To a novice just entering the world of purchasing, the path to complete this process and be successful seems simple — who offers the lowest price? After years spent in the facilities purchasing business, it became painfully clear that the process was indeed more complicated. Let’s start with the concept of price. There is a world of difference between price and the actual cost of an item. When choosing a cleaning chemical, merely comparing the cost per gallon of one product to another is inadequate. Most cleaning chemicals need to be diluted and the dilution ratios can differ. Moreover, the cleaning efficiency can vary resulting in the need to use more product to finish the task at hand. While both products may be priced at $1.00 per gallon, if you can use less of product A than of product B, then the costs are not the same. The only way to be certain of this is from trial and error.
My approach to purchasing is a little different. I have been fortunate, over the years, to have many suppliers call on me to convince me to buy their products. My philosophy has been simple when scheduling these calls — everyone, the first time, gets their 15-minute spiel. Simply put, you don’t know, what you don’t know. By refusing to see someone, you may be passing on the next great innovation in the world of cleaning. If in 15 minutes, I do not see any value, then the interview is terminated. If there is a perceived value, then samples are requested and tests are performed to confirm the assumption.
Even if there is a value in the product and the cost is reasonable, there are other factors that need to be considered. The first is the reputation of the supplier. The vendor must have the ability to supply product within a reasonable amount of time and within the quantities requested. In the purchasing world, this is known as the fill rate. If I order 100 gallons of floor finish and the vendor ships 95, what do you think their fill rate might be? 95%? My approach is more draconian, the fill rate is zero. I ordered 100 gallons of a product to complete a job and I did not get that amount, I cannot complete the project. This results in a disgruntled customer. The supplier must supply a consistent product with consistent quality. They must provide what they say they are supplying. I have been known to weigh cases of can liners to see if the vendor is shipping what I have ordered. There is a mathematical relationship with the dimensions of an individual bag and its thickness of this bag to its total weight. I will not bore you with the formula, but it is well known in the industry. I recall conducting this process with a supplier who I concluded was short weighing our cases, either by reducing the count or the gauge of the bags. I debited the vendor for over $4,000 and, once I received the credit, I called them in and terminated our business relationship. This experience taught me to always remain prudent even with your most trusted business partners.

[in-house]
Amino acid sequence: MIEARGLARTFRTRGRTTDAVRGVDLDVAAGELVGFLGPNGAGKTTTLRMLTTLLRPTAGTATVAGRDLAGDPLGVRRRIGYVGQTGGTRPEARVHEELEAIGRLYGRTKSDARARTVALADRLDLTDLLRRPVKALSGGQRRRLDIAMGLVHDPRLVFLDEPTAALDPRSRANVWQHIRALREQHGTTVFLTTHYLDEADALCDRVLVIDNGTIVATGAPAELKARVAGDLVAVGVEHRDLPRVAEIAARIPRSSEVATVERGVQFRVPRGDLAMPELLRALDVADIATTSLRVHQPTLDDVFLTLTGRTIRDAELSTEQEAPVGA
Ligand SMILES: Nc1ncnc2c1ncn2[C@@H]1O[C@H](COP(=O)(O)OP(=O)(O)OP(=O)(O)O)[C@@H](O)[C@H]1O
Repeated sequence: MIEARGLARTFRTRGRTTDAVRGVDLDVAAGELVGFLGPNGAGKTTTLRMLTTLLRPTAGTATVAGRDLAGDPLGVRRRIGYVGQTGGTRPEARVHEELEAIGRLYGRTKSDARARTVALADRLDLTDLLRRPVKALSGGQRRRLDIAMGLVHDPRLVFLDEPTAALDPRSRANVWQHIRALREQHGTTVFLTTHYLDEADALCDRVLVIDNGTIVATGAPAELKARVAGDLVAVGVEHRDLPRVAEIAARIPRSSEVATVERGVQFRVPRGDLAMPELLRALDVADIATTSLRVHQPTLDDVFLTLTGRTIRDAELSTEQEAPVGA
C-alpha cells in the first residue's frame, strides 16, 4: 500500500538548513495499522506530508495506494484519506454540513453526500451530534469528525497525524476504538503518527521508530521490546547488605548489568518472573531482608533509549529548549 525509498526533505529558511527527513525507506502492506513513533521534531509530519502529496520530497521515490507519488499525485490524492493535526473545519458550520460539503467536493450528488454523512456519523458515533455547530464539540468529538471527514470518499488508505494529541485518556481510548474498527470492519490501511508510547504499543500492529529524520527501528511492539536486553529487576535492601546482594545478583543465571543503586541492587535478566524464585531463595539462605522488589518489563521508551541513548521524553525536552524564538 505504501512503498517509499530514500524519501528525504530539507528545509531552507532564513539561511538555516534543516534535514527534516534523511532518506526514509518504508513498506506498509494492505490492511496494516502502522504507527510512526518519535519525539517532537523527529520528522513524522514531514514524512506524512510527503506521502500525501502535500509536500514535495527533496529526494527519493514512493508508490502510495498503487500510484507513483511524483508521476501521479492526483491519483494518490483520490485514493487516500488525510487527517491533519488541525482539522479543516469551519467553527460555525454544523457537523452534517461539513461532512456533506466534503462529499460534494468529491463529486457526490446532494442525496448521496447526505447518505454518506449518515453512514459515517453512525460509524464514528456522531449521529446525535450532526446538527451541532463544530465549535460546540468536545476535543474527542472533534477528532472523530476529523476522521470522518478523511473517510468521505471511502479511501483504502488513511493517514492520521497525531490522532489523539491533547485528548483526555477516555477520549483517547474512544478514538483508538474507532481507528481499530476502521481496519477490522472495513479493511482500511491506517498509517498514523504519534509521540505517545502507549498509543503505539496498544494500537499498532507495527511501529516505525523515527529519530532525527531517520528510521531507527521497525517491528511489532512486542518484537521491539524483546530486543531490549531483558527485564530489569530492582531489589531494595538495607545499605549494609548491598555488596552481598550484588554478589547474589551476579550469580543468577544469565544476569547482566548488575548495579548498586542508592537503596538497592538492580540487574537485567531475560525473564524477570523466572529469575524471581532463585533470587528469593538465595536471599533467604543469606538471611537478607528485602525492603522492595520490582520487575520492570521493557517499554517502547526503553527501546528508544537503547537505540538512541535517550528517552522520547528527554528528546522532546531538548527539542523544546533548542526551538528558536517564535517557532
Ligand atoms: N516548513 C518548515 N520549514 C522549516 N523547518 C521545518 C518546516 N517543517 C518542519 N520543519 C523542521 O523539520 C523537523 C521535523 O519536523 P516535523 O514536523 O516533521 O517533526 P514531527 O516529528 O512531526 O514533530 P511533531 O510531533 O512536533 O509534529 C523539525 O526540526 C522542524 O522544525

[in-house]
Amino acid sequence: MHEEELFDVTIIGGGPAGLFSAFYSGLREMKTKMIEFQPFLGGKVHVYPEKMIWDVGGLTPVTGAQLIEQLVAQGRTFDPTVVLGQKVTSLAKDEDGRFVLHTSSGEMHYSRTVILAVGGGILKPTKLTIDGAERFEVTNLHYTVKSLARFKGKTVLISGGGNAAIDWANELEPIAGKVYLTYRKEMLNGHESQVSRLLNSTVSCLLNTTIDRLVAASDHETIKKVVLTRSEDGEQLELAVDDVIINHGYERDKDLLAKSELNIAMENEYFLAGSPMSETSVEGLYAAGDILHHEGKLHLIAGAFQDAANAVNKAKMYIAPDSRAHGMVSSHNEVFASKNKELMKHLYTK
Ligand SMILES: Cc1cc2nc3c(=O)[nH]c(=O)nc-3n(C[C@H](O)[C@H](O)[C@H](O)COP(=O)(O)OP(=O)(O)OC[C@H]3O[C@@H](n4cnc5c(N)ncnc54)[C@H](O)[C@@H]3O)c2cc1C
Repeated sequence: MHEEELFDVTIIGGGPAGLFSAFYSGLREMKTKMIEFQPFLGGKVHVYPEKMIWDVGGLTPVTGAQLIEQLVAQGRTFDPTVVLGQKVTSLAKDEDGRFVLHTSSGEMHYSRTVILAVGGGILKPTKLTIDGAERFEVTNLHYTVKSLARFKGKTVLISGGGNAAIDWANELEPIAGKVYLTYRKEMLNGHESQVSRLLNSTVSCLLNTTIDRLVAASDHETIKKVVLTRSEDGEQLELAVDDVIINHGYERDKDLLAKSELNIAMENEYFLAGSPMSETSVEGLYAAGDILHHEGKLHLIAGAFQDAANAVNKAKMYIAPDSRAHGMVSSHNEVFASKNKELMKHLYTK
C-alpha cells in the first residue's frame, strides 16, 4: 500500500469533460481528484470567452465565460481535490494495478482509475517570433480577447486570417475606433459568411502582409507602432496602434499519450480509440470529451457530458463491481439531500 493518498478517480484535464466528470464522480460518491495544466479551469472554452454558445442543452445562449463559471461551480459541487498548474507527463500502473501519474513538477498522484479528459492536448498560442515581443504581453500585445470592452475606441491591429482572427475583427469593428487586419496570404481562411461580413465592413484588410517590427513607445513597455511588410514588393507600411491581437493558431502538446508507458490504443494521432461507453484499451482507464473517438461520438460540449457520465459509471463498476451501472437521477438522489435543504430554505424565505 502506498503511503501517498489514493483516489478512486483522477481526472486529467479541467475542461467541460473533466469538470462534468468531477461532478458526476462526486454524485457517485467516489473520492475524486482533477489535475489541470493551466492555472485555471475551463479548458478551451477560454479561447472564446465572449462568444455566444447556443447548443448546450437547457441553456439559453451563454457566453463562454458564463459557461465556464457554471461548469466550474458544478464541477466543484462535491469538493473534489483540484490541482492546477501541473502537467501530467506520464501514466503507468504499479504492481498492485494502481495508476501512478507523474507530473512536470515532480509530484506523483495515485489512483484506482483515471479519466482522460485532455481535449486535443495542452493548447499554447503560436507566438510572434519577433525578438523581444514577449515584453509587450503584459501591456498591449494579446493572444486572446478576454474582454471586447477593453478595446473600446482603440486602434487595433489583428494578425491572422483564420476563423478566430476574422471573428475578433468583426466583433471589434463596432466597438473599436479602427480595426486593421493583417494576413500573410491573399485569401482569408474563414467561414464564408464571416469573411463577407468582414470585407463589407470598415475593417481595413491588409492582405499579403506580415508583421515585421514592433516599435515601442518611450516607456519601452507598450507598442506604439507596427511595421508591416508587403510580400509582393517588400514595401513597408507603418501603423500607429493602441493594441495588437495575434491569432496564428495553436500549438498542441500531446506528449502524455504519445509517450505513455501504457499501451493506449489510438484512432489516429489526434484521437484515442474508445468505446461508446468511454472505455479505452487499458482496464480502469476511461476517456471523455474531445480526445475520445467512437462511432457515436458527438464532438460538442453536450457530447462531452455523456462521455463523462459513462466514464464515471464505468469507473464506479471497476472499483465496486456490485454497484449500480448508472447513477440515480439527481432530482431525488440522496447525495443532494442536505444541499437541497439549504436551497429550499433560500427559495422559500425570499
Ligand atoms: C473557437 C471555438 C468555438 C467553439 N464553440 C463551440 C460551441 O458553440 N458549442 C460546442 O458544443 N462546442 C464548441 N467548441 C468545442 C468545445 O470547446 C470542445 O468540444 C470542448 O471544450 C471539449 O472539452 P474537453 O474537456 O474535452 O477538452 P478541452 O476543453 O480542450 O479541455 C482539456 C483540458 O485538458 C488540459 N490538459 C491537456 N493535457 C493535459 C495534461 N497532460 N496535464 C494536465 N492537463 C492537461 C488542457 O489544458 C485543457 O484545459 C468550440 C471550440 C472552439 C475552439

If a vendor is new to the industry, then you must rely on references. If a supplier is reluctant to give you these, then it is a reason not to proceed. If they are given to you, you must follow thru. I have learned that people who have had good results with products or vendors are more than happy to share their experiences. If you are ever contacted about a supplier or product, you should give an honest review. This networking, in the long run, will reduce the likelihood of making poor decisions.